This seminar takes students to Delhi and Bombay/ Mumbai, India. While New Delhi has long been the administrative capital of India, Mumbai is unanimously regarded as its financial hub. Saying this is to merely begin to scratch the surface of two teeming megalopolises that offer critical vantage points from which to negotiate and analyze minority cultural and political formations in India. Topics of special interest during the course are the following: colonialism, nationalism, partition, the Emergency, the anti-Sikh riots of 1984, the rise of Hindu nationalism, the status of Muslim minorities, gender reform, anti-caste radicalism, labor movements, and LGBT agitations. In 2012, this seminar was taught by Thomas Blom Hansen, Sharika Thiranagama, and Sangeeta Mediratta.
CENTER FOR SOUTH ASIA FELLOWSHIP RECIPIENTS SUMMER 2012
In June 2012, the Center for South Asia granted several fellowships for expenses related to summer research in South Asia. The awards were open to all Stanford University doctoral students and graduate students, as well as postdoctoral fellows who could show a distinct rationale and need for extra funding. Our fellows are: RACHEL BRULÉ, GRADUATE STUDENT DEPARTMENT OF POLITICAL SCIENCE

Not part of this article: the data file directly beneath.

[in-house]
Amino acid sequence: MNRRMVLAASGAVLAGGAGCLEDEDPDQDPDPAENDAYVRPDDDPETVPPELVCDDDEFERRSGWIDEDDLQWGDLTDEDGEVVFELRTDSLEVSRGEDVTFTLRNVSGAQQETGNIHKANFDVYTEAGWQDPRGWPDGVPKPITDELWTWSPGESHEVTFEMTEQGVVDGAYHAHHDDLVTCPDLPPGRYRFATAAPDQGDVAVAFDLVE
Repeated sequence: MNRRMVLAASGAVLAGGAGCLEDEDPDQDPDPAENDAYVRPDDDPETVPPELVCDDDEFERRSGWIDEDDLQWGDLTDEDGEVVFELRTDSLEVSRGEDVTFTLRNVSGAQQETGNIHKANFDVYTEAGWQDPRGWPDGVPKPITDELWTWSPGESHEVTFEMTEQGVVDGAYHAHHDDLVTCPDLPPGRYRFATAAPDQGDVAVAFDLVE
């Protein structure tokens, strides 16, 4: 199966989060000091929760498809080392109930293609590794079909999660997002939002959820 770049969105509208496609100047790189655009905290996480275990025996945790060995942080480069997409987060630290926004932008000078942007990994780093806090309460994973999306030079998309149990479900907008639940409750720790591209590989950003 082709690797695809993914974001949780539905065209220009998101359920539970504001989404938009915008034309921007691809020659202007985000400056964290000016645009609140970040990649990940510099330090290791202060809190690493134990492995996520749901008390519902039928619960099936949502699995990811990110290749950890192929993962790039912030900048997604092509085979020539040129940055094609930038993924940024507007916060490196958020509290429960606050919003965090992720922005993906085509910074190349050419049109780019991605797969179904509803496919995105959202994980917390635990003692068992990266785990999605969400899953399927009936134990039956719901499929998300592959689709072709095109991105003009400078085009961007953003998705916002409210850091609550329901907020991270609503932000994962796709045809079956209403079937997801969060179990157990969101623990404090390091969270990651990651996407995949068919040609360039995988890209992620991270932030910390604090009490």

Rachel is a doctoral student in Stanford University’s political science department. She specializes in comparative politics and institutions, with a focus on the political economy of development and gender. Her dissertation studies the scope and determinants of legal impact on individual welfare in a particularly challenging case: Indian law that equalizes women’s property inheritance rights. Her dissertation draws upon nationally representative panel data from 17 Indian states comprising over 100,000 individuals (NCAER’s Rural Economic and Demographic Survey), nearly 900 interviews conducted in rural Andhra Pradesh, district court data from 20 years of property rights cases. Her research finds that parents respond to gender-equalizing property reform in radical, unintended ways. In regions with histories of women’s property inheritance, parents safeguard son’s inheritance rights –and their own old-age security – by increasing female infanticide. In contrast, parents do not change their behavior in regions where the law is not credible, i.e. regions where women’s property inheritance is extremely rare.
SUKANYA CHAKRABARTI, GRADUATE STUDENT DRAMA DEPARTMENT